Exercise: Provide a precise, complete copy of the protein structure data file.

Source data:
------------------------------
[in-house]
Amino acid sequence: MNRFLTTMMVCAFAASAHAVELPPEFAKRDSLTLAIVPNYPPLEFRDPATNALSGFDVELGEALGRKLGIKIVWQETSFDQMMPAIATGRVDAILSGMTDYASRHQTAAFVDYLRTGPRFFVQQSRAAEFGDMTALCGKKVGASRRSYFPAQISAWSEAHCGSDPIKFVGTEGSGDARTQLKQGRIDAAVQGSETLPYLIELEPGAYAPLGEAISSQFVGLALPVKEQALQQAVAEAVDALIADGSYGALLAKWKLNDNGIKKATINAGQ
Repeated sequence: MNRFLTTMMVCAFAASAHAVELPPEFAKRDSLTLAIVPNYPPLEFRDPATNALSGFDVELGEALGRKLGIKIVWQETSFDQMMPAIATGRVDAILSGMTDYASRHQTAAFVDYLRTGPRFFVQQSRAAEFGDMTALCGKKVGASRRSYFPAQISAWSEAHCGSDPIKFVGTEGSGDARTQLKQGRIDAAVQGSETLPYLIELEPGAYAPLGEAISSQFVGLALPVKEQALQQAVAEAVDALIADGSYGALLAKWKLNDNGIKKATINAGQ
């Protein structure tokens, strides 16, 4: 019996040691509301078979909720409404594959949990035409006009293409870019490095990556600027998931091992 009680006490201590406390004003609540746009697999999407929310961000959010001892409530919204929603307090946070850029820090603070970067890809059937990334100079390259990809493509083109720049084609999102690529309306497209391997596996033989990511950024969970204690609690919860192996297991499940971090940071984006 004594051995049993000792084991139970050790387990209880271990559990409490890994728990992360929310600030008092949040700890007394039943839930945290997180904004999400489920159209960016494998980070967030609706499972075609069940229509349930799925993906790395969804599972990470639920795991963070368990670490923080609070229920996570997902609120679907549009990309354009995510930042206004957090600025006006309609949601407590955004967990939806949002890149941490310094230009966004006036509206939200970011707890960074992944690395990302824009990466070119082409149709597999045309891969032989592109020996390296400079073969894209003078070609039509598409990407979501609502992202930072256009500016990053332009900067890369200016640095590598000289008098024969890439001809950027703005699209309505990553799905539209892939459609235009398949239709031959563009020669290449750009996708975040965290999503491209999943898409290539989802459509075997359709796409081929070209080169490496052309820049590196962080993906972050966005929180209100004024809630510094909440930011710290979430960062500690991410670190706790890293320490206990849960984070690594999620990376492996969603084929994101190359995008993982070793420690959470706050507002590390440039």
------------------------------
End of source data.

[in-house]
Amino acid sequence: MNRFLTTMMVCAFAASAHAVELPPEFAKRDSLTLAIVPNYPPLEFRDPATNALSGFDVELGEALGRKLGIKIVWQETSFDQMMPAIATGRVDAILSGMTDYASRHQTAAFVDYLRTGPRFFVQQSRAAEFGDMTALCGKKVGASRRSYFPAQISAWSEAHCGSDPIKFVGTEGSGDARTQLKQGRIDAAVQGSETLPYLIELEPGAYAPLGEAISSQFVGLALPVKEQALQQAVAEAVDALIADGSYGALLAKWKLNDNGIKKATINAGQ
Repeated sequence: MNRFLTTMMVCAFAASAHAVELPPEFAKRDSLTLAIVPNYPPLEFRDPATNALSGFDVELGEALGRKLGIKIVWQETSFDQMMPAIATGRVDAILSGMTDYASRHQTAAFVDYLRTGPRFFVQQSRAAEFGDMTALCGKKVGASRRSYFPAQISAWSEAHCGSDPIKFVGTEGSGDARTQLKQGRIDAAVQGSETLPYLIELEPGAYAPLGEAISSQFVGLALPVKEQALQQAVAEAVDALIADGSYGALLAKWKLNDNGIKKATINAGQ
């Protein structure tokens, strides 16, 4: 019996040691509301078979909720409404594959949990035409006009293409870019490095990556600027998931091992 009680006490201590406390004003609540746009697999999407929310961000959010001892409530919204929603307090946070850029820090603070970067890809059937990334100079390259990809493509083109720049084609999102690529309306497209391997596996033989990511950024969970204690609690919860192996297991499940971090940071984006 004594051995049993000792084991139970050790387990209880271990559990409490890994728990992360929310600030008092949040700890007394039943839930945290997180904004999400489920159209960016494998980070967030609706499972075609069940229509349930799925993906790395969804599972990470639920795991963070368990670490923080609070229920996570997902609120679907549009990309354009995510930042206004957090600025006006309609949601407590955004967990939806949002890149941490310094230009966004006036509206939200970011707890960074992944690395990302824009990466070119082409149709597999045309891969032989592109020996390296400079073969894209003078070609039509598409990407979501609502992202930072256009500016990053332009900067890369200016640095590598000289008098024969890439001809950027703005699209309505990553799905539209892939459609235009398949239709031959563009020669290449750009996708975040965290999503491209999943898409290539989802459509075997359709796409081929070209080169490496052309820049590196962080993906972050966005929180209100004024809630510094909440930011710290979430960062500690991410670190706790890293320490206990849960984070690594999620990376492996969603084929994101190359995008993982070793420690959470706050507002590390440039």